Images obtained 1 µm above the coverslip by confocal microscopy on the same area of tissue before (A) and after (B) 5 h in aquarium conditions. Yellow = SNARF-1 AM in calicoblastic epithelium (CE). Red = SNARF-1 in subcalicoblastic medium (S). C = crystals.


Physiological data on the extracellular medium at the tissue-skeleton interface are rare for most multicellular calcifying organisms, in which access to the calcifying environment is frequently obstructed by the presence of multiple tissue layers and a shell or skeleton [5]. The current study overcame these issues by imaging the calcifying tissue at the margin of corals grown on glass coverslips by inverted confocal microscopy, where the incomplete skeleton allowed unobstructed access of the apical side of calicoblastic epithelium. As the in vivo imaging procedure described here allows physiological measurements to be made on living calicoblastic cells adjacent to calcium carbonate crystals, this approach could aid further studies on the cell biology of calcification.

The principal limitation of this approach is the uncertainty to whether observations of the calicoblastic epithelium made at the margin of coral samples grown on glass coverslips can be related to the epithelium over a fully-formed coral skeleton. There is however evidence that data acquired at margin of corals are relevant to understanding fundamental steps in the coral calcification process. Firstly, the current study and a previous investigation have established that calcium carbonate crystals were growing under the area of calicoblastic epithelium we investigated (Figure S2) [25]. This indicates that we were working with a functional epithelium specialized for calcification. Secondly, the morphology and arrangement of isolated crystals in our samples resemble crystals at the periphery of the basal skeleton disc of newly-settled juveniles of Pocillopora damicornis [26]. This suggests that the processes occurring under the growing margin of samples fixed to coverslips are linked to the primary steps of calcification [25].

Extracellular pH under the calicoblastic epithelium

The chief result of the current study is that S. pistillata elevates pHe under the calicoblastic epithelium above pH of the surrounding seawater. pHe values were ∼0.5 and ∼0.2 pH units above seawater pH of 8.15 in light and dark conditions respectively. This finding provides experimental support to proposed mechanisms of calcification that argue that corals elevate pH under the calicoblastic epithelium at the tissue-skeleton interface in order to increase the concentration of CO32− in the total DIC pool, thus increasing the saturation state of aragonite and promoting skeleton formation [9], [12][14].

To verify if changes in subcalicoblastic pHe were controlled by internal mechanisms rather than shifts in pH in the external seawater we monitored pH in the seawater surrounding the corals during light and dark experiments. Several studies have demonstrated that corals are surrounded by a diffusive boundary layer (DBL) in which pH could be influenced by respiration and photosynthesis [27][29]. Under the perfusion flow rate used, mean differences in the pH of the seawater circulating in the perfusion chamber 2 mm and 100 µM from the margin of the coral were not significant in light and dark conditions, suggesting pH shifts in the surrounding seawater were not responsible for the elevation of pHe observed under the calicoblastic epithelium.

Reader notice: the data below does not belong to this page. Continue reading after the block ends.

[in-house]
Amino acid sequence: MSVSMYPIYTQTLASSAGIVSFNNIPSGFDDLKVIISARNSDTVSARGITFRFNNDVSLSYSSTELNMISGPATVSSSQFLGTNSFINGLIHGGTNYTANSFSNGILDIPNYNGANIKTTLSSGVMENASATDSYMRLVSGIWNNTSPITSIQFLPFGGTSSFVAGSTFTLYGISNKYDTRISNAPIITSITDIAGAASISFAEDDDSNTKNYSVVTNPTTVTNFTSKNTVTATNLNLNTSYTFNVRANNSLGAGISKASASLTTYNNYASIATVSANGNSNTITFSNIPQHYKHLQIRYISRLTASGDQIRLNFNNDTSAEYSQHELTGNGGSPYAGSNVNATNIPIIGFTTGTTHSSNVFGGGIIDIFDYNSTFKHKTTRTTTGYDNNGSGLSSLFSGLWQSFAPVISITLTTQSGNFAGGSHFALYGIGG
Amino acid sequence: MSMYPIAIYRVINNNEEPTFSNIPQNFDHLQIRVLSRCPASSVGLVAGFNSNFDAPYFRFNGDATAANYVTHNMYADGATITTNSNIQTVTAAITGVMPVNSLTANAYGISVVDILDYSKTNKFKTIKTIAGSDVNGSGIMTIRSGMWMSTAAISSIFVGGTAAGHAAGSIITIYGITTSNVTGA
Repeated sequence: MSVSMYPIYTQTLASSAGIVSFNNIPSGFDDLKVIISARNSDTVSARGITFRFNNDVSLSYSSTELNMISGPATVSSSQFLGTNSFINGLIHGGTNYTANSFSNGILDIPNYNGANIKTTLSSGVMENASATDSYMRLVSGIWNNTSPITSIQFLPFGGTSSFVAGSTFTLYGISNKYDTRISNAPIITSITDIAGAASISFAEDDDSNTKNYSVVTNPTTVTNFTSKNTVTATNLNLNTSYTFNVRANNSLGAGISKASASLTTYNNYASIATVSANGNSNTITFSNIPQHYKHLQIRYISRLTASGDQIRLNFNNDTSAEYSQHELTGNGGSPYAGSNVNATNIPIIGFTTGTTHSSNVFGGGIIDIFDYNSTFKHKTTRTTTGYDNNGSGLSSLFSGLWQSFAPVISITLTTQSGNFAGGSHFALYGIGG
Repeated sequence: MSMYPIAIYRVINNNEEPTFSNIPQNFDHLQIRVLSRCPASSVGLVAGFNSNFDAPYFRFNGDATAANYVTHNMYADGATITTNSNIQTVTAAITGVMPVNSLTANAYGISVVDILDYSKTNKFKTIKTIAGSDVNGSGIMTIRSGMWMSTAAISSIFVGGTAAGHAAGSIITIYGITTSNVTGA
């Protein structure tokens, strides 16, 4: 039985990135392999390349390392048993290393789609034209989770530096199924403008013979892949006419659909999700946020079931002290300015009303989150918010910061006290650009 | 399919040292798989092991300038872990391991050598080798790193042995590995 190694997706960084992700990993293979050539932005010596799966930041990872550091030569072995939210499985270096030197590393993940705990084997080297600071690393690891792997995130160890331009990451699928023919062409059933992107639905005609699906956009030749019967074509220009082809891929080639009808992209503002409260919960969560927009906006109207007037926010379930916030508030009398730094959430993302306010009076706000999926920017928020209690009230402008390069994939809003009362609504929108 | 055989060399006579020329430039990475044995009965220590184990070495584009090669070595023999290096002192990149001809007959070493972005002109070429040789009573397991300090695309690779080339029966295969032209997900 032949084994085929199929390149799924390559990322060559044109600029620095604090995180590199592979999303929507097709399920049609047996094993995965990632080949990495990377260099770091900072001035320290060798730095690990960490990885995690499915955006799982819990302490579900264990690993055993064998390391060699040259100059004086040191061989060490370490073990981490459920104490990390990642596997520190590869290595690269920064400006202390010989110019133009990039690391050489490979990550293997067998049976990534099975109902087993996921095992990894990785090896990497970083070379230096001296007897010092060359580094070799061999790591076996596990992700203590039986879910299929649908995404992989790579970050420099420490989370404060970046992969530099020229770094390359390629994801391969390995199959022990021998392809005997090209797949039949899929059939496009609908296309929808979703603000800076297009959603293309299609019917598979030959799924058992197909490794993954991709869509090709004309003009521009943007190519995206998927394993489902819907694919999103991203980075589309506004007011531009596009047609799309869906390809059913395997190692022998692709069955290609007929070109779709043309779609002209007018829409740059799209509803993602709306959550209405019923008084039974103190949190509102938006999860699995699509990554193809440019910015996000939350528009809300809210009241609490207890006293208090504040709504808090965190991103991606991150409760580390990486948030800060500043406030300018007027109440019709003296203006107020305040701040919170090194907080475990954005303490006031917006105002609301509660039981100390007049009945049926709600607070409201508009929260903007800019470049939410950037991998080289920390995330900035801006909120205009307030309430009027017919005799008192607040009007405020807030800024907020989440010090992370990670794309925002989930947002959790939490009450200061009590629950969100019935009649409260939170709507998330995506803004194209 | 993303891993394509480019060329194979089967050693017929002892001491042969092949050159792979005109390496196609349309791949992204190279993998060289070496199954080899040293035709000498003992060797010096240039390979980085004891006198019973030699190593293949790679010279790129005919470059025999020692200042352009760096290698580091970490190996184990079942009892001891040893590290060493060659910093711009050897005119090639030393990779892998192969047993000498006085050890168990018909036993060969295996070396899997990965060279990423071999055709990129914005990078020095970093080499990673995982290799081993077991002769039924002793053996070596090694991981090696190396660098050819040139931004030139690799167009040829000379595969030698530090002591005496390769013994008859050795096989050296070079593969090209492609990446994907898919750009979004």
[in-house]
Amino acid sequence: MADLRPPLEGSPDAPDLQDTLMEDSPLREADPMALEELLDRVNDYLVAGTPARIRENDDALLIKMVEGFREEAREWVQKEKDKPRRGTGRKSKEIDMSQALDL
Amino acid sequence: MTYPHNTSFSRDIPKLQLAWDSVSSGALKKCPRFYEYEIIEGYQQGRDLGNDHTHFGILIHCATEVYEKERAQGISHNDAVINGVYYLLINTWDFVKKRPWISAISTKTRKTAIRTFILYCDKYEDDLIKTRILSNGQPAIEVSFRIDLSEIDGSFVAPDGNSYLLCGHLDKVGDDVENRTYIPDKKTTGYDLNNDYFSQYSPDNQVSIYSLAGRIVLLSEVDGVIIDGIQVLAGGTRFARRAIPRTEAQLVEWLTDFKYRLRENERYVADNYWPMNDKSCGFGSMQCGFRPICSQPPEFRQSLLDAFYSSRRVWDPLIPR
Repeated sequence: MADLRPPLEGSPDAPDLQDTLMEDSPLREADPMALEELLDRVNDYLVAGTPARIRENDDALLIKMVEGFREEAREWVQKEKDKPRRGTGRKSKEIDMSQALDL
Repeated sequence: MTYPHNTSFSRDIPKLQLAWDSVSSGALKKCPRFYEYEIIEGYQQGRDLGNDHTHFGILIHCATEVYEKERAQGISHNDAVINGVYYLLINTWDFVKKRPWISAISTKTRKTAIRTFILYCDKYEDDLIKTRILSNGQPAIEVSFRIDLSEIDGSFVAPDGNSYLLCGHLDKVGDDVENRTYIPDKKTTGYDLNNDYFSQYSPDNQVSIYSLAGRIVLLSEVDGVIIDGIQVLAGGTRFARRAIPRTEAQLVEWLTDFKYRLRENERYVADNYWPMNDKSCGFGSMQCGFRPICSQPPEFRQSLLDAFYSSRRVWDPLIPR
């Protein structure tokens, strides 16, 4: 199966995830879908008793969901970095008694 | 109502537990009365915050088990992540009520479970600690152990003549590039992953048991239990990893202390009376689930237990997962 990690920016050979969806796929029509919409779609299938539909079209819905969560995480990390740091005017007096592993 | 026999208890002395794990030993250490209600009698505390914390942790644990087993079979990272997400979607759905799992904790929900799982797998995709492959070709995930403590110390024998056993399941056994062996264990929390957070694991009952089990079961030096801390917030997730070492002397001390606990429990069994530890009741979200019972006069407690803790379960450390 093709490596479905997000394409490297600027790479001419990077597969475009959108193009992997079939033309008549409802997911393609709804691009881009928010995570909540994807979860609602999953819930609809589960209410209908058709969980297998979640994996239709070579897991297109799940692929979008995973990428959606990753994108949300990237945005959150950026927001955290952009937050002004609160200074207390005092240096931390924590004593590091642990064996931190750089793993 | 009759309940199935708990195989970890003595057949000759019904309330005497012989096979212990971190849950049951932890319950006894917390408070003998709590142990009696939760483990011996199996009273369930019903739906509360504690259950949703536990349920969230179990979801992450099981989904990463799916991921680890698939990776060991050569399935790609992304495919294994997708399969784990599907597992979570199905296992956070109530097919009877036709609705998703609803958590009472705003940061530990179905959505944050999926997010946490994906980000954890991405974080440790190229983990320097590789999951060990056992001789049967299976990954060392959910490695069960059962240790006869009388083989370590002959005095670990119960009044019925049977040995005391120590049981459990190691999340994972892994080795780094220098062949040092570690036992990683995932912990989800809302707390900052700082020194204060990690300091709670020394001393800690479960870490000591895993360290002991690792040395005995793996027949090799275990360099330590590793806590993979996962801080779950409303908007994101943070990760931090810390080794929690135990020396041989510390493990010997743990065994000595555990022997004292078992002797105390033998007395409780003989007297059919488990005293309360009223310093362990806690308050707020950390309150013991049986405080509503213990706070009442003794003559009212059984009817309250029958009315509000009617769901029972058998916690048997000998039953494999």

Subcalicoblastic pHe elevation may have occurred by the removal of protons via an active uptake mechanism on the apical membrane of the calicoblastic epithelium [9], [12], [16]. Supporting evidence includes the characterisation of a Ca2+-ATPase in the coral Galaxea fascularis by a pharmacological approach [30] and the localization of a Ca2+-ATPase in the calicoblastic epithelium of S. pistillata [31], that is proposed to remove protons from the subcalicoblastic medium. It has been suggested that coral Ca2+-ATPase activity is higher in the light as a result of greater ATP availability due to higher rates of respiration stimulated by algal photosynthesis [16]. This may account for increases in subcalicoblastic pHe in light conditions observed in the current study and inferred from geochemical studies [14] and work with microelectrodes [16].

The pHe data obtained in the current study correspond with several studies that have estimated pHe at the site of calcification using geochemical evidence in coral skeletons [14], [32], [33]. Indeed certain geochemical studies report boron isotope signatures in field-collected corals that indicate a range in subcalicoblastic pHe almost identical to that obtained in the current study e.g. pHe 8.3 to 8.8 [32]. The similarity of these estimations derived from isotope analysis to our current pHe values further supports the interpretation that our values obtained under the calicoblastic epithelium are relevant to understanding the physico-chemical conditions under which coral skeletons are formed. Furthermore from the geochemical perspective, our procedure of taking in vivo measurements in the subcalicoblastic environment may help validate indirect pH estimates made in dead coral skeletons by isotope analysis. Much further work is needed to perform this validation, including a wider characterisation of physico-chemical parameters below the calicoblastic epithelium, over a wider range of environmental conditions and in other species of coral. This may require performing in vivo analysis by confocal microscopy and geochemical analysis of coral skeletons in a tandem study.